How to Lessen Seasonal Allergies for a Sneeze-free Trail Run

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This post was sponsored by MinuteClinic, however all opinions and enthusiasm are my own.The Maze Trail Run Jennifer Fisher solo

Even though I’m smiling, my seasonal allergies were in overdrive at my first trail race of the spring season. Really, it’s quite ironic. After persevering through the fickle winter weather in Texas, rescheduling and rerouting many runs while wishing for green trees and wildflower-lined trails to return, all I wanted to do during this trail run was run inside on a treadmill. Comfort for my watering eyes and sneezing was trumping the beauty of nature.  My eyes were watering so bad, I was having trouble seeing the nooks, crannies and tree roots on the trail – that’s dangerous!  

If you don’t know what seasonal allergies are, lucky you – you must not be suffering. Or, you’re sneezing, coughing and rubbing itchy eyes, but blaming it all on the common cold. However, a common cold should only last 3 – 14 days, while seasonal allergies go on as long as there is contact with the offending substance, typically February through September. Find out more on colds vs. allergies here. Ugh. So, what are these offending substances that torture us so? Well, seasonal allergies are caused by airborne proteins, molds and fungi that come from the onset of plant grow.

Symptoms of Seasonal Allergies

  • Itchy eyes and nose
  • More tears than normal
  • Post nasal drip
  • Runny nose
  • Scratchy throat
  • Sneezing
  • Stuffy nose

How to Lessen Seasonal Allergies for a Sneeze Free Trail Run

If you want to get outside and enjoy a trail run or walk through the park, there just seems no way to avoid these nasty little allergy creators that float around in the air – but there are some ways to lessen your reaction to them and make exercise more pleasant. Here are some things to consider:

Is it a bad day? Check the pollen and mold counts before you plan your run, or decided to skip. You can get this info from the local weather forecast or go to a website like the National Allergy Bureau and type in your zip code.  You may want to take your runs indoors on the days with super-high counts.

Is it a bad hour? Consider running later in the day when pollen counts are lower and molds have had a chance to dry up a bit. Also, a nice rain tends to wash away allergens temporarily – so, running in a light rain or after a gully washer is always optimal.

What about OTC medication?  Sometimes, there is no leeway to “plan” a run – especially if it’s at a race (typically at the highest-count time of day) or you have a busy work and family schedule.  Over-the-counter medications are a viable option when used according to direction. However, traditional antihistamine products like Benadryl can leave you feeling dried out and sleepy – groggy and dehydrated is no way to start a run! An article at Runner’s World says that the second generation of over-the-counter antihistamines such as Claritin, Allegra, and Zyrtec are better for runners because they are non-sedating and non-drying. You can be assured, I’ve stockpiled for the season at my neighborhood CVS Pharmacy.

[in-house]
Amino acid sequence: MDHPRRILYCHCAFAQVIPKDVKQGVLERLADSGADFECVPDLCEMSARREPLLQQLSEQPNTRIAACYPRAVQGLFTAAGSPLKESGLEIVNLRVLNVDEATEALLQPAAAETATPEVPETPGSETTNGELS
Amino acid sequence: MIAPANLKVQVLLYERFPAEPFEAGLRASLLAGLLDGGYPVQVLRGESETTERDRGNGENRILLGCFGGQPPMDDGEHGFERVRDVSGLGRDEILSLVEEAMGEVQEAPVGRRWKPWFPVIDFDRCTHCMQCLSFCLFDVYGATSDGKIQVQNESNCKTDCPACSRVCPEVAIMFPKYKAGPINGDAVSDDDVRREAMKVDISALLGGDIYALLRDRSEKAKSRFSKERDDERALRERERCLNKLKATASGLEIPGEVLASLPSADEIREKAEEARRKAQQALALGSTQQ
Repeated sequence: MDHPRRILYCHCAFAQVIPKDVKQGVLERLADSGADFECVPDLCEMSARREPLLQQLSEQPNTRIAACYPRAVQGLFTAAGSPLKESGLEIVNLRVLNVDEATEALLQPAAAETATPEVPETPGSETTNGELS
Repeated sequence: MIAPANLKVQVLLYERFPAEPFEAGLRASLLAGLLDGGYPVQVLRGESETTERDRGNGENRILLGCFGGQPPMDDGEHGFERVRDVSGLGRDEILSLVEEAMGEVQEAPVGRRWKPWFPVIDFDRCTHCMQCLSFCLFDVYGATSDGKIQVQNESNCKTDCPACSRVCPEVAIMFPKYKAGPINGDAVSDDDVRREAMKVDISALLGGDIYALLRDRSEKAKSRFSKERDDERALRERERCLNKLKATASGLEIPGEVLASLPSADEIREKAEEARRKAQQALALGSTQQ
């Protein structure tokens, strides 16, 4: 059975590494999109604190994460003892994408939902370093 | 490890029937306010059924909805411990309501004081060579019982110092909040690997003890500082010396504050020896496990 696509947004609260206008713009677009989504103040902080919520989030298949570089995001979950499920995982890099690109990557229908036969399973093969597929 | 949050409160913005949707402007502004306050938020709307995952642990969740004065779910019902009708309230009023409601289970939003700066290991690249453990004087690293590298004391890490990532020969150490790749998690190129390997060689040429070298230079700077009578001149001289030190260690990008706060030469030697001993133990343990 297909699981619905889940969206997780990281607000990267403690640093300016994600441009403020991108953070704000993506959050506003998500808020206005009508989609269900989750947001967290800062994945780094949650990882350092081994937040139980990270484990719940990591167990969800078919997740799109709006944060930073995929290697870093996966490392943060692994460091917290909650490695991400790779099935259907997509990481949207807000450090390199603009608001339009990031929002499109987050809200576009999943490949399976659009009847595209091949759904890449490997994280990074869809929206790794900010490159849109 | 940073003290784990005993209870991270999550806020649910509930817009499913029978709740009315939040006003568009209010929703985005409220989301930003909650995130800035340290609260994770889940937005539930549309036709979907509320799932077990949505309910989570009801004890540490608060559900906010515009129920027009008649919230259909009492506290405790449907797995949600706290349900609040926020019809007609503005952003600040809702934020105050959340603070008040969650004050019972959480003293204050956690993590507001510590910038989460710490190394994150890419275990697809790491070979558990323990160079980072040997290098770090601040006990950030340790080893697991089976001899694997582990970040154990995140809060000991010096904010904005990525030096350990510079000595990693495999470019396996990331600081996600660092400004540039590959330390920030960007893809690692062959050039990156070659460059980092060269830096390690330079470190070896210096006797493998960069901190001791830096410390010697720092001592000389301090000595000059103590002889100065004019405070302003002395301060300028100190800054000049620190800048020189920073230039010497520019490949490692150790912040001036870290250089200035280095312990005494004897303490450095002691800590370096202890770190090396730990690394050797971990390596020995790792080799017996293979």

Is it time to visit a medical professional? If seasonal allergies are really interfering with quality of life, stop suffering. Head over to MinuteClinic (found inside your neighborhood CVS) and get checked out. You don’t need an appointment, and on-site nurse practitioners and physicians assistants are ready to recommend the right over-the-counter medications and write prescriptions when medically appropriate.

Are you cleaning up post-run?  Remember that trail running and being outdoors this time of year leaves everything on you exposed to allergens – your shoes, your clothes, your hair and skin. That’s why you should leave your running shoes in the garage and head to the bathroom to remove clothing and take a post-run shower ASAP – otherwise the allergens will be nagging at you all day. You might even want to consider bringing wipees if you are driving to and from your running location. Also, it’s a good idea to wash your sheets at least once a week during peak count times to get rid of any lingering pollen, mold and such that you may have picked up just walking back outside to check the mail.

Minute Clinic lobby

Find out more on how to #BeatSpringAllergies at @MinuteClinic and on their Facebook and Twitter feeds too. Check out their Clinic Locator to find the location nearest you! Happy (sneeze-free) running!

Are you bothered by seasonal allergies? Does it keep you from exercising outdoors? Do you trail run or hike? Please share in the comments below — XOXO, Jennifer

17 thoughts on “How to Lessen Seasonal Allergies for a Sneeze-free Trail Run

  1. thankfully i typically do not have allergies at all. hubby is a different story. they have been brutal for him this year.

    • So lucky you are allergy free! I developed them after 20 years of being in Austin

  2. I had really forgotten to clean up after my runs, but this was a great reminder . Thanks for that. I’m dealing with crazy allergies right now and I hope to curb them with a few of these tips. Thanks again.

    • thanks haley, even just leaving your shoes outside helps keep the stuff out of carpet — I hate vacuuming all the time

  3. I am a major allergy sufferer and the spring is awful. The pollen is just starting to spew in NH. Some days I just have to hide indoors on my treadmill if it is too terrible! Great tips!

  4. I have terrible allergies and have found a good regimen that really helps me. I would add trying a nasal wash after you’ve been outside in high pollen situations. It’s gross but really, really helps.

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